Celebrating the 31st Anniversary of the Americans with Disabilities Act
By: Amy Coey, Senior Policy Analyst
This year is the 31st anniversary of the Americans with Disabilities Act (ADA), signed into law on July 26, 1990, by President George H. W. Bush. The landmark legislation prohibits discrimination against people with disabilities in employment, public transportation, telecommunications, public accommodations, and state and local government services. Since 1990, the ADA has helped lessen discrimination and promote inclusion for people with disabilities, laying the groundwork for the Olmstead decision, the Home and Community Based Services (HCBS) Settings Rule, and other notable legislation and resolutions.
On June 22, 1999, nine years after the ADA was signed into law, the U.S. Supreme Court issued the Olmstead decision, which mandated integration for people who were institutionalized. Further, the Court found that institutionalization of people who could receive services in community settings was a direct violation of the ADA. On January 16, 2014, the Centers for Medicare and Medicaid Services (CMS) issued the final rule for Medicaid participants receiving HCBS. The rule became effective March 14, 2014, requiring that people receiving HCBS have full access to employment opportunities and live in integrated settings as appropriate for each person.
I have worked in the developmental disabilities field for twenty-one years. Over this time, I’ve had varying roles in administering HCBS waivers. I’ve been a case manager assuring the coordination of services, the administrator of a county agency responsible for the oversight of programs, and part of the administrative team in state government helping to make rules and implement policy. Throughout, I’ve seen the progression of better services, setting options, and work opportunities for people choosing to receive HCBS. This improvement is a direct result of laws and regulations passed and decisions made that affect how people can receive services, including the ADA, Olmstead, and the HCBS Settings Rule.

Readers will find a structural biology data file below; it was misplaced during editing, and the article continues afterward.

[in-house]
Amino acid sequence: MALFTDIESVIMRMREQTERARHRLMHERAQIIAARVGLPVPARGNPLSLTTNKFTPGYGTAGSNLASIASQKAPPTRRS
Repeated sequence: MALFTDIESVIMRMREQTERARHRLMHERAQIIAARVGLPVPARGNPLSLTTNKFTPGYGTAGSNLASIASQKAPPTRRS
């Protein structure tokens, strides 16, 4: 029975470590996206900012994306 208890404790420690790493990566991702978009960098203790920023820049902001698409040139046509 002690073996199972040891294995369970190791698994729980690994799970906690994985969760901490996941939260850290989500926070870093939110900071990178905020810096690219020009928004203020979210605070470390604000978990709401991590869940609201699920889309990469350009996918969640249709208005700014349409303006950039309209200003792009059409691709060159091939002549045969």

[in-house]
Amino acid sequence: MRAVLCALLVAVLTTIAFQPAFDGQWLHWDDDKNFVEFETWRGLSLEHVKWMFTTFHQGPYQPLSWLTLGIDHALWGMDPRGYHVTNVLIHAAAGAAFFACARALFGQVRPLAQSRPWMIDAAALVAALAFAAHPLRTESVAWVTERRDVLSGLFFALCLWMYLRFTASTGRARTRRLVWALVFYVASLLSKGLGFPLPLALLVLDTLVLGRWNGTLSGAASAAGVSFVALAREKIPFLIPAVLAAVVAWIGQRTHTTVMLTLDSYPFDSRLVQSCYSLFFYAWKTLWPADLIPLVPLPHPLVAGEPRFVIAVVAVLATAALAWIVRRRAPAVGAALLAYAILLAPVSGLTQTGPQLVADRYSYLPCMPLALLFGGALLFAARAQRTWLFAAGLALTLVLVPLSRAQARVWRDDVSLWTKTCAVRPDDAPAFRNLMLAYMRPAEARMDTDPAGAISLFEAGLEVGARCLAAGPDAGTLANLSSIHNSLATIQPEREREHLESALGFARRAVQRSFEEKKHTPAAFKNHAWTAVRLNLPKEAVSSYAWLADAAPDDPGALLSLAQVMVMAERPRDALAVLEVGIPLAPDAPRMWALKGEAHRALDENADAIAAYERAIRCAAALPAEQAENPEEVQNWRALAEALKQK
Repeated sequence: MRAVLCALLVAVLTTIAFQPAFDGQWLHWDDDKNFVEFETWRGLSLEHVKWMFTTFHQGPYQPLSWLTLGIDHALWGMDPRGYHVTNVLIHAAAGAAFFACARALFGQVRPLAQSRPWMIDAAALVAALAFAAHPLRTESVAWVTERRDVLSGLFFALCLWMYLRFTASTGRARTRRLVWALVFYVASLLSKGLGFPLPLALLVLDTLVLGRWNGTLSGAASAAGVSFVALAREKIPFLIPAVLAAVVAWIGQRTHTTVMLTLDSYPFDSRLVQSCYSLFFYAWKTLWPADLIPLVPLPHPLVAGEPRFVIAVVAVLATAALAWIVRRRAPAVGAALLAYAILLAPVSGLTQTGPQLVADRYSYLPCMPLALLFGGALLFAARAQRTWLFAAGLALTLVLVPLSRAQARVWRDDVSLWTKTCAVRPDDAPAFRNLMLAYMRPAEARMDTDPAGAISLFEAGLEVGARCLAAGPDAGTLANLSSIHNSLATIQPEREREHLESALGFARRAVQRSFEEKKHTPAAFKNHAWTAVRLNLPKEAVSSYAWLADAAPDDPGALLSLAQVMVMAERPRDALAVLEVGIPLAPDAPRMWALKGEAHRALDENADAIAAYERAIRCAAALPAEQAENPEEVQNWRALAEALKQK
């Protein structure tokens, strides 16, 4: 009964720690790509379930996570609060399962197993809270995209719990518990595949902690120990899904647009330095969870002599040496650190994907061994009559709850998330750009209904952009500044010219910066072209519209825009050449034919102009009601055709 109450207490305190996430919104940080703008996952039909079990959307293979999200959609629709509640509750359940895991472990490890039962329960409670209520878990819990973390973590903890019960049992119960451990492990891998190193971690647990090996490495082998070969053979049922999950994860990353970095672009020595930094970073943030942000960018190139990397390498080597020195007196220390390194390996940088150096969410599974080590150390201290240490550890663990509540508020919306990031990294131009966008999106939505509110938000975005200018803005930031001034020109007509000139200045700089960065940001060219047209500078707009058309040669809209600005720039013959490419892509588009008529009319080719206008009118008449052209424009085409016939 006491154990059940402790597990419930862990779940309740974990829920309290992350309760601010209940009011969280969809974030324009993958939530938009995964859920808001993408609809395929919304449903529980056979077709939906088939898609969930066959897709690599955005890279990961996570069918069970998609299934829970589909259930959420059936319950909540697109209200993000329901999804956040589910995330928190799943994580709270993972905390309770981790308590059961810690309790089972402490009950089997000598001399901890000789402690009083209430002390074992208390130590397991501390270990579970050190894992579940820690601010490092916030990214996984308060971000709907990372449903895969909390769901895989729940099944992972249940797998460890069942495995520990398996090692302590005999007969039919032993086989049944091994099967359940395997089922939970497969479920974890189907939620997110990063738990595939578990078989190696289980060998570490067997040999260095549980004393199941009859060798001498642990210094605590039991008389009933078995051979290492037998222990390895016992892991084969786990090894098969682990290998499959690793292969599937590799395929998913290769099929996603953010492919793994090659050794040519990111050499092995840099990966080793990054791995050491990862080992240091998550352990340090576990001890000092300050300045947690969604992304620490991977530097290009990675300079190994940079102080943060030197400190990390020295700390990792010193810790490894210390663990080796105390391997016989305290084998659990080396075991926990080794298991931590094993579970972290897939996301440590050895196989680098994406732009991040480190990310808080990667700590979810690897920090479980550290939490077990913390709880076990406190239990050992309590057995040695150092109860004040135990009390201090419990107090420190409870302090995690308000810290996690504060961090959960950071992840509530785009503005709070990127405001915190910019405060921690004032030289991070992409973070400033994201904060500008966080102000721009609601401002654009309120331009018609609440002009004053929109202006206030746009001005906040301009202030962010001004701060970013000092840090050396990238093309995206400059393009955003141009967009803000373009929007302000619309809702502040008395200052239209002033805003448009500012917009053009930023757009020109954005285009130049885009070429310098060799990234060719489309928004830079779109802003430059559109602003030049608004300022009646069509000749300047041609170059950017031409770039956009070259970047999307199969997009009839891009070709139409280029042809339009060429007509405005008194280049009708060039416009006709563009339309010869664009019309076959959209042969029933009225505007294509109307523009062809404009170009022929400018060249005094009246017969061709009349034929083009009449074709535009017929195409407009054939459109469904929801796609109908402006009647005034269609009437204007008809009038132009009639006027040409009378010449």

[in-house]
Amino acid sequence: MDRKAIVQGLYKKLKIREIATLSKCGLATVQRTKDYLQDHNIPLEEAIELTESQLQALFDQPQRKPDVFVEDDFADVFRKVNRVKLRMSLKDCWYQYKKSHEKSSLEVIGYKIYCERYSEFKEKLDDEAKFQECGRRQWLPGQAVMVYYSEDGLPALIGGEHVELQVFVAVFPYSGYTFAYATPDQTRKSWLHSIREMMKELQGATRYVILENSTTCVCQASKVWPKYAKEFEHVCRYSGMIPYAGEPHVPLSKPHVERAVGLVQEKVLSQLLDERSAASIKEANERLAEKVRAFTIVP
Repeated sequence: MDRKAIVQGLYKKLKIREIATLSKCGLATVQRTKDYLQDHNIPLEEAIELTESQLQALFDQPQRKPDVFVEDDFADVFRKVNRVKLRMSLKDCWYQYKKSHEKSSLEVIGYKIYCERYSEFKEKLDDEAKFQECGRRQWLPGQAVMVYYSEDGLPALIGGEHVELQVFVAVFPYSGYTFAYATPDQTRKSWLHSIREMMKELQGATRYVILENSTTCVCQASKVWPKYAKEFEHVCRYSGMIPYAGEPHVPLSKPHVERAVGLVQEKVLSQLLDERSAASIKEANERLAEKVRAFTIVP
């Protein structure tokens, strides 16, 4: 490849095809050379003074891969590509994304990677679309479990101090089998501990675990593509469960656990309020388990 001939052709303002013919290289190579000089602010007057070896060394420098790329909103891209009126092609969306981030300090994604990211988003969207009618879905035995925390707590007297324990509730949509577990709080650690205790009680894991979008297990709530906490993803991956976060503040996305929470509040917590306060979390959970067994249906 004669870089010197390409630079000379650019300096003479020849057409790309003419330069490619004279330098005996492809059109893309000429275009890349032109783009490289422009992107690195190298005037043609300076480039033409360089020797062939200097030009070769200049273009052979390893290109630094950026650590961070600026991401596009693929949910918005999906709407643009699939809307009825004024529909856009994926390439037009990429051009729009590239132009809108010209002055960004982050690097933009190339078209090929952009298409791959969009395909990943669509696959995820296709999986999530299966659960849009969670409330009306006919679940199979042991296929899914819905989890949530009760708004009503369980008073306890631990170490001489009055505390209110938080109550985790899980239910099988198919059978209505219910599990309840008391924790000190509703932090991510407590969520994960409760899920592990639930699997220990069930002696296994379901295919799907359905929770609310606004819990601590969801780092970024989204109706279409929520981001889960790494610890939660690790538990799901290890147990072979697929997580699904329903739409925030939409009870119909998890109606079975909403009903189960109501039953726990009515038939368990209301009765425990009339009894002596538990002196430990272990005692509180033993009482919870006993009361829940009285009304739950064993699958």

Currently, I’m part of the New Editions HCBS Settings Team. Our team helps CMS with the national implementation of the HCBS Settings Rule, working collaboratively to assure accurate and consistent support nationwide so that states can fully, and correctly implement needed changes to make their HCBS system wholly compliant with the HCBS Settings Rule.
States have until March 14, 2023 to transform their systems and make them compliant with the rule, nine years from the time the rule became effective. System transition takes time, and a lot of effort from many different entities. You may have heard the idiom, “it takes a village,” a phrase that certainly pertains in this case. Through the ongoing efforts of case managers, direct support professionals, policy administrators, advocates, state and federal agencies, and contractors, the good work of assuring full integration for those who have disabilities has been promoted through the implementation of the HCBS Settings Final Rule.
This year, you can celebrate the anniversary of the ADA knowing that the good work New Editions has the very fortunate opportunity of doing today - work which promotes fairness, inclusion, and integration for people with disabilities - is a direct result of the landmark legislation that was signed into law over three decades ago.
Amy Coey is a Senior Policy Analyst at New Editions and has expertise in Medicaid HCBS waivers and supportive services for people with developmental disabilities.